Re: What are those cistern things on 178 just s of 190?
Posted by RiverRat on March 31, 2003 at 12:08:00:
In Reply to: Re: What are those cistern things on 178 just s of 190? posted by Genie on March 29, 2003 at 11:18:14:
Just to expand a bit on the use of cyanide to extract gold:
A weak cyanide solution disolves the gold in the ore. This discovery only doubled the worlds production of gold after it was introduced in the 1890s, and resulted in the (depending how you count them) fourth gold rush in California.
The original process (the "cistern things): The gold can be microscopic and still be extracted. The ore is ground fine (salt to flour size) by some combination of jaw crushers, stamp mills, ball mills, and/or rod mills, put in vats with the cyanide solution and stirred. The vats were usually redwood or concrete, since the cyanide solution disolves metal. The cyanide solution must be kept at an alkaline pH, lime was usually used to buffer the solution. When the solution has disolved the gold, it was drawn off and the gold was precipitated by zinc shavings or "zinc moss", and then refined. This process is fouled up by too many base metals in the ore (cyanide will take all the metals into solution) and the presence of acid (even weak carbolic acid contained in rainwater will decompose the cyanide solution). Most ore was run through a gravity seperator (shaker table) to recover the native (visible) gold prior to cyanide treatment. Waste products include: waste rock ("mine dump"), tailings (the fine ground treated ore, usually lifeless because it is fine ground mineral, usually quartz, usually light colored, likes to blow around), and piles of lime that was not used. I do not know if the cyanide solution was regenerated and reused after stripping by zinc.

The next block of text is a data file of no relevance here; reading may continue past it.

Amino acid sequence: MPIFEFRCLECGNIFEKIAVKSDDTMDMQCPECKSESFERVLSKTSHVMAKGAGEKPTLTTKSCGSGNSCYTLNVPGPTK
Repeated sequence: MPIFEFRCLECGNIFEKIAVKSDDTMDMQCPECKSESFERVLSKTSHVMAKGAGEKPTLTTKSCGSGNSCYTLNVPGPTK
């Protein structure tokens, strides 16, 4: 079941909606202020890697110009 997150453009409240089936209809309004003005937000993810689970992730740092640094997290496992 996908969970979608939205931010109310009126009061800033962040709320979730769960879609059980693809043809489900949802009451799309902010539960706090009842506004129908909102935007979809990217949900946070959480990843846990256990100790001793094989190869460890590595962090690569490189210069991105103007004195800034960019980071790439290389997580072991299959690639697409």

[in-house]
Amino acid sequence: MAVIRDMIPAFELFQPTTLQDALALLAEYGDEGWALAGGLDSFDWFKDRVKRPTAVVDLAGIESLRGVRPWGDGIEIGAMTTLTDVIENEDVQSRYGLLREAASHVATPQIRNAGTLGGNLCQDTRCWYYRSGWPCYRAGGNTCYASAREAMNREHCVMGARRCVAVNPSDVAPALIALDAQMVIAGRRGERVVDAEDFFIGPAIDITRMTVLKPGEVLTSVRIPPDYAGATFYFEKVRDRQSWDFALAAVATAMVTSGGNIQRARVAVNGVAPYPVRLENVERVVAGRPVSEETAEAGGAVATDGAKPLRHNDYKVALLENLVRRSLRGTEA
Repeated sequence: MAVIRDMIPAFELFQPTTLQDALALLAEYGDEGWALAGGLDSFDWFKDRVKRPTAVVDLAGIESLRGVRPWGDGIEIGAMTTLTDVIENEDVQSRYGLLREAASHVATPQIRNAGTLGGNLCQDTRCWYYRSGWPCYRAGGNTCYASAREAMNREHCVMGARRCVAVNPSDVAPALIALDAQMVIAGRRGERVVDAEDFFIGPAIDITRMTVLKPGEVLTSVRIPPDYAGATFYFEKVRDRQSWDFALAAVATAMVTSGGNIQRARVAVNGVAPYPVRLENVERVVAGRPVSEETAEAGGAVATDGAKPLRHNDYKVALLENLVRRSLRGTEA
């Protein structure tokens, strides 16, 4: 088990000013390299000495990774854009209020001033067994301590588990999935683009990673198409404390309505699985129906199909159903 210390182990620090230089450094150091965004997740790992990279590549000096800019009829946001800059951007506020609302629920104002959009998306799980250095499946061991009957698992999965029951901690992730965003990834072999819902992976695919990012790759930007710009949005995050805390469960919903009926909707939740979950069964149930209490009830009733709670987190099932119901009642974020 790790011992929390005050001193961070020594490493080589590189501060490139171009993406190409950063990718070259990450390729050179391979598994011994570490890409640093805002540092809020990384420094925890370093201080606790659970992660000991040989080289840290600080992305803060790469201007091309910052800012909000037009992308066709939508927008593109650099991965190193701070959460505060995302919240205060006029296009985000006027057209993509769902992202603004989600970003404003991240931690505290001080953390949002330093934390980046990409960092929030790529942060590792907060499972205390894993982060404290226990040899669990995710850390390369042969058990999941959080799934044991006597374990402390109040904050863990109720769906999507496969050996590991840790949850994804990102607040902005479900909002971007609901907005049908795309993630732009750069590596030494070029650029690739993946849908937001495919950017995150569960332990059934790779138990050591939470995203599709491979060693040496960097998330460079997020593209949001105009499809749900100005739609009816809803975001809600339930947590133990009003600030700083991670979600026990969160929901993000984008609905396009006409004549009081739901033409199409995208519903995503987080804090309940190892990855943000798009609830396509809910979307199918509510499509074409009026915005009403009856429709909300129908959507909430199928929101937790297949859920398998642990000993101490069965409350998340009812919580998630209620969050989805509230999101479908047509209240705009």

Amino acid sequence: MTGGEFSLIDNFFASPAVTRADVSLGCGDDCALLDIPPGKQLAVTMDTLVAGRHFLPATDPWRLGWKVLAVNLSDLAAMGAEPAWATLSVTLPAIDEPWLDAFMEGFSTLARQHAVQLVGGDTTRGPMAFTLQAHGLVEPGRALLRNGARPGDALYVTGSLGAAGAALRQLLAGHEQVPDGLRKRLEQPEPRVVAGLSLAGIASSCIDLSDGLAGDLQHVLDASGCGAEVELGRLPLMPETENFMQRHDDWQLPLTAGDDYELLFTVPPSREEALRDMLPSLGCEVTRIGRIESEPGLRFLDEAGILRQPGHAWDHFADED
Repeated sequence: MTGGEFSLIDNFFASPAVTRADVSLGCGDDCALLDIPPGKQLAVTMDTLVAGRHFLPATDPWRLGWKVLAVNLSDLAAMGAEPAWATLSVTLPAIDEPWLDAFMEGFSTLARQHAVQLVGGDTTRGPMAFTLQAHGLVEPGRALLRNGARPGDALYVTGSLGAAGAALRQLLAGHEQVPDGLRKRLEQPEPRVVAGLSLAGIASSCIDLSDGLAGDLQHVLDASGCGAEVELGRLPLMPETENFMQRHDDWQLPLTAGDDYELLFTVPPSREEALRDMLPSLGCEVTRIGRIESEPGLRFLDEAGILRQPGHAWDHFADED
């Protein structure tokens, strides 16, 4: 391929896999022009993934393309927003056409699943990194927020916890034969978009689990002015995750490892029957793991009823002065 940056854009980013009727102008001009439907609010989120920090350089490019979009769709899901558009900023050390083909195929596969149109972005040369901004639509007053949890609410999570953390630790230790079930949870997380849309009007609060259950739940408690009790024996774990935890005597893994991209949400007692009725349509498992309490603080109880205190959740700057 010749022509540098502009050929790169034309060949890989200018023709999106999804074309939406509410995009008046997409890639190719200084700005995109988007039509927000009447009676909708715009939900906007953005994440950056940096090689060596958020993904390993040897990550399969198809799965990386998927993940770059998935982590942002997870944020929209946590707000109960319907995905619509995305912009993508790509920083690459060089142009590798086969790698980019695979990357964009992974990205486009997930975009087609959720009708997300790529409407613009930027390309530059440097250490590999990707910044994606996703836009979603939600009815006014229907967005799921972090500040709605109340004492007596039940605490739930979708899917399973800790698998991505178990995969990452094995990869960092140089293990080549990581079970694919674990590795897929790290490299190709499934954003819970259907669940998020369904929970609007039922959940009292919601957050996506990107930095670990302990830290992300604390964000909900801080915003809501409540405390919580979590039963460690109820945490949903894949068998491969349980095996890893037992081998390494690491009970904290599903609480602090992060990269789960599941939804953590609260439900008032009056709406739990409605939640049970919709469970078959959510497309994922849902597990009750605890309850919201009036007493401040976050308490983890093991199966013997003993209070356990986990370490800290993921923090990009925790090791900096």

It surprised the hell out of me once, while exploring a mill in the desert, to run across these intact galvanized metal drums labeled "Sodium Cyanide NaCN Danger Poison Keep Dry". Danger, no shit, as I backed out the same way I came in, stepping in my same footprints on the dusty floor. Was it a problem? Quien Sabe.
The heap leach (modern) process: Ore is cracked into walnut-raisin sized pieces (excessive fines will screw up this process by plugging up the collector pipes or creating preferential flow through the heap), piled on pads with collector pipes underneath, plastic sprinklers are set up and the heaps are "irrigated" with cyanide solution for years. As the solution trickles through the heaps it disolves the gold. The solution is run through activated charcoal columns that strip the gold from solution and regenerate the cyanide solution so it can be reused. Operating conditions (pH) and problems (acidic rainwater) remain the same, compounded by open collector ponds of cyanide solution in the desert attracting birds.
Hope this helps.